Occupational therapy at Walnut Hills helping patients regain independence

Photo by Stacey Carmany. Jill Fischnich, a licensed certified occupational therapist and director of rehabilitation at Walnut Hills, demonstrates how a tub transfer bench can help patients become more independent at home.

*This story first appeared in The Budget’s May 2, 2018, Local Edition.

By Stacey Carmany
The Budget

If you’ve recently been hospitalized or undergone a major surgery, your doctor may recommend occupational therapy.

For those who aren’t already familiar with occupational therapy, the term may sound scary or a bit confusing, but don’t worry. The goal of this therapy isn’t to make you work but to help you get back to doing the things you want and need to do.

Jill Fischnich is a licensed certified occupational therapy assistant and the director of rehabilitation at Walnut Hills. She said one of the things that she frequently hears from new patients is that they don’t know what occupational therapy even means, let alone why their doctor would recommend it. “They think an occupation is like going to work every day,” she said.

And while occupational therapy could potentially encompass some of the routine tasks that patients might complete at their jobs if they happen to be employed, the primary goal is actually to help them regain their independence at home, according to Fischnich.

“We work on the everyday ‘can you bend down and put your pants on?’ ‘Can you walk to the bathroom?’ ‘Can you reach over your head to put dishes away?’” she explained. “That’s kind of why we call it occupational therapy because an occupation is something you do every day.”

What to expect

At Walnut Hills, occupational therapy is offered on an inpatient and outpatient basis at the Transitional Care Unit, which features a 2,800-square-foot therapy gym and 20 private patient rooms.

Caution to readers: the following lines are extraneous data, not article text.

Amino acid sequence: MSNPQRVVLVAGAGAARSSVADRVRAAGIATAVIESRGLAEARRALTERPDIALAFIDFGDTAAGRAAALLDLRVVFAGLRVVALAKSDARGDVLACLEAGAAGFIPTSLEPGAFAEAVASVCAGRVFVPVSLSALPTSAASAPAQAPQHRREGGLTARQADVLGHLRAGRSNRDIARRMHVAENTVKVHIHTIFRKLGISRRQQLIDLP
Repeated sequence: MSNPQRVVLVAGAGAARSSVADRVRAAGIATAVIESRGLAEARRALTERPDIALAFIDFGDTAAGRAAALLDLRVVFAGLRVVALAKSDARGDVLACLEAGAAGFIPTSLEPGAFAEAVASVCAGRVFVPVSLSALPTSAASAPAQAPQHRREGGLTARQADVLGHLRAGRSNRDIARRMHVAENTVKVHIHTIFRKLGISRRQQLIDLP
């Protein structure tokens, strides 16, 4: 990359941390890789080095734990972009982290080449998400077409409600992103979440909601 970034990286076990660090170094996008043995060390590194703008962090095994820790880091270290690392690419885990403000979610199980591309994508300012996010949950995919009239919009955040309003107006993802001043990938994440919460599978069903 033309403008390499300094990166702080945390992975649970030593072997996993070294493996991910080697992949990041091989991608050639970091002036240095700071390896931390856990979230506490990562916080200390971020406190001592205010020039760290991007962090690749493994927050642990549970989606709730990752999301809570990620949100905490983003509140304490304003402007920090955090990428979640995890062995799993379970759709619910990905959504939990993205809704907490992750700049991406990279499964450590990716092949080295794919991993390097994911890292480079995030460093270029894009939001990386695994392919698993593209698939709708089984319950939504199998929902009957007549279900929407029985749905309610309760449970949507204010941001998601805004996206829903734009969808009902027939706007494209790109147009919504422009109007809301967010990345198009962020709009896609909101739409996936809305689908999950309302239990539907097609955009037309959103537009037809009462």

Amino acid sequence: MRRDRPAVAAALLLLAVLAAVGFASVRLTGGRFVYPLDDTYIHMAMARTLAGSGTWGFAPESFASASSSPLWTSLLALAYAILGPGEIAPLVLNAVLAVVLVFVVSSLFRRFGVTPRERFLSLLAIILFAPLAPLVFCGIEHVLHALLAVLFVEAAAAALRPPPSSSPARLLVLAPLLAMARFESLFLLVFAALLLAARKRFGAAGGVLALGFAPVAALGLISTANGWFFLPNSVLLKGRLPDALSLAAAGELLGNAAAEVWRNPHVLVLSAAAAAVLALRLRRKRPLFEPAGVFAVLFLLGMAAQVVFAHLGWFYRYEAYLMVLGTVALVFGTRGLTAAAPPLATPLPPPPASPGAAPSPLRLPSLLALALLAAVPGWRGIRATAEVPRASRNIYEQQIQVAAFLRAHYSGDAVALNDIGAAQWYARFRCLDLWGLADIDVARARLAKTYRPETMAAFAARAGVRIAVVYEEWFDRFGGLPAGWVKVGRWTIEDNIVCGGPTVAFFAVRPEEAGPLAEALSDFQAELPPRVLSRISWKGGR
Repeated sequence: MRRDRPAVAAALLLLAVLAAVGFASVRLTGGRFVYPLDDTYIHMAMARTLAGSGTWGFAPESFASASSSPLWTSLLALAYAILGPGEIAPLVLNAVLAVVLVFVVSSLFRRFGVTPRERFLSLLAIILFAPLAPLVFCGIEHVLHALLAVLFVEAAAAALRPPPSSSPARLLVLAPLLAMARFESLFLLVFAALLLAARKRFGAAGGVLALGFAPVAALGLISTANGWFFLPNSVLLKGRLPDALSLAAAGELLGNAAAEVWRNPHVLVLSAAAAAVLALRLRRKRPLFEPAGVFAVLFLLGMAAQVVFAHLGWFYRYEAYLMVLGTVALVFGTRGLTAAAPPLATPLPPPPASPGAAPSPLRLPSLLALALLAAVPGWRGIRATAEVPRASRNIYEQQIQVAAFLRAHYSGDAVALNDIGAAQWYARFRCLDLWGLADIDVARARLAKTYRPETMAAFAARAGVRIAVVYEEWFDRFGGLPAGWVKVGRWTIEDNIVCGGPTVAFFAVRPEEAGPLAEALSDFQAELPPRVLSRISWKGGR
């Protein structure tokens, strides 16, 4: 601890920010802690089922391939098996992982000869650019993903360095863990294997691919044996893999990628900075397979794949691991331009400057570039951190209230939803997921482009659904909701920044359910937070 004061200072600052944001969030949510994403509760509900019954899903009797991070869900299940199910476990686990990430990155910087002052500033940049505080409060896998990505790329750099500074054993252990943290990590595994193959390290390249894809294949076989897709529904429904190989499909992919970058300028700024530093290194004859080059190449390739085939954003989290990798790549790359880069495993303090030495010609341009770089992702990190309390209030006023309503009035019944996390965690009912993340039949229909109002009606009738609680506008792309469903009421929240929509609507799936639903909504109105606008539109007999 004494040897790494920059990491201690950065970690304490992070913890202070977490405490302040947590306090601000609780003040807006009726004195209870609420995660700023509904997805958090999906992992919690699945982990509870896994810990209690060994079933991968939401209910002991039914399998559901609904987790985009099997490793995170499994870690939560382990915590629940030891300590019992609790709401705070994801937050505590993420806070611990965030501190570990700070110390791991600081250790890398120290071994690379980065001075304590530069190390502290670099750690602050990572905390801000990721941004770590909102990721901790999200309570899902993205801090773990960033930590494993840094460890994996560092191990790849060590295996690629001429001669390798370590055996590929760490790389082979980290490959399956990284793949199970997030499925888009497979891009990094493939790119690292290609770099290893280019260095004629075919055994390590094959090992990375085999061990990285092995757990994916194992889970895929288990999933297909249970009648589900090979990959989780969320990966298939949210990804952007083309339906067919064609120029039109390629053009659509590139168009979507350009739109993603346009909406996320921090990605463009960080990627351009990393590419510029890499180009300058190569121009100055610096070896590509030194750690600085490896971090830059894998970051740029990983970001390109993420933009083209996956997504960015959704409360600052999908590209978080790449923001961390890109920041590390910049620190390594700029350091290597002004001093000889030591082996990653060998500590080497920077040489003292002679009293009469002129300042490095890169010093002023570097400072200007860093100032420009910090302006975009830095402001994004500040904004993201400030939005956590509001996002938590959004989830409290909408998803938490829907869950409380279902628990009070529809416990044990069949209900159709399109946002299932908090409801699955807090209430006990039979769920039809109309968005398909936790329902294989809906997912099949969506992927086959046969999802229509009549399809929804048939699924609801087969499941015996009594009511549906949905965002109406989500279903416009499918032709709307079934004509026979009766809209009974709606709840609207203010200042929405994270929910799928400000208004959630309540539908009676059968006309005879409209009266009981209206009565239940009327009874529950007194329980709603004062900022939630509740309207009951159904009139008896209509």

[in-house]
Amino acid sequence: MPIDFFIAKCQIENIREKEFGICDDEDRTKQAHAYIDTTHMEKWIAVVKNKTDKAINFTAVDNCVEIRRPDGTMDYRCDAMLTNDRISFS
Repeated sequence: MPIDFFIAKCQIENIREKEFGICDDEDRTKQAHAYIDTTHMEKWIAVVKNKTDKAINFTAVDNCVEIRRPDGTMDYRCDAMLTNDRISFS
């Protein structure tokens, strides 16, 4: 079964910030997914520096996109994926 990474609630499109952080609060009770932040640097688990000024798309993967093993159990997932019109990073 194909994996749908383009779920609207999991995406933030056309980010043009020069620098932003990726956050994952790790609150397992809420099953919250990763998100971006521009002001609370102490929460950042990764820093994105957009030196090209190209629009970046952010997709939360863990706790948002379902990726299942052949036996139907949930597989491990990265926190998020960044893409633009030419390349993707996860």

Whenever a therapy patient first arrives at Walnut Hills, usually after being hospitalized for an injury, illness or surgery, an occupational therapist will conduct an evaluation to assess the patient’s needs and the everyday challenges they will need to overcome at home, according to Fischnich.

“She kind of asks what you do every day, what you need to do at home, how’s your home set up because if they’re in a split-level house, that’s nice to know about the stairs,” she explained. “We also ask how high their toilet is, we ask how their bathroom is set up, do they have a walk-in shower or a step-in shower.”

Once the evaluation has been completed, an individualized therapy plan is developed and implemented. Depending on the specific situation and goals of the patient, this plan may include practicing daily tasks like getting out of bed, dressing and getting undressed, get- ting in and out of the shower or standing for a certain amount of time, according to Fischnich.

She noted that the therapy gym includes an area that is set up like a standard home or apartment with a bedroom and bathroom as well as a washer and dryer and working kitchen where patients can practice things like doing laundry, washing dishes and preparing meals.

“We try to make it as much of a house as possible – bedroom, kitchen, laundry room, bathroom – just to simulate, to make sure they’re safe,” she explained. “That way, they’re doing things that they would do every day. They’re not just coming here and doing exercises, and that’s it.”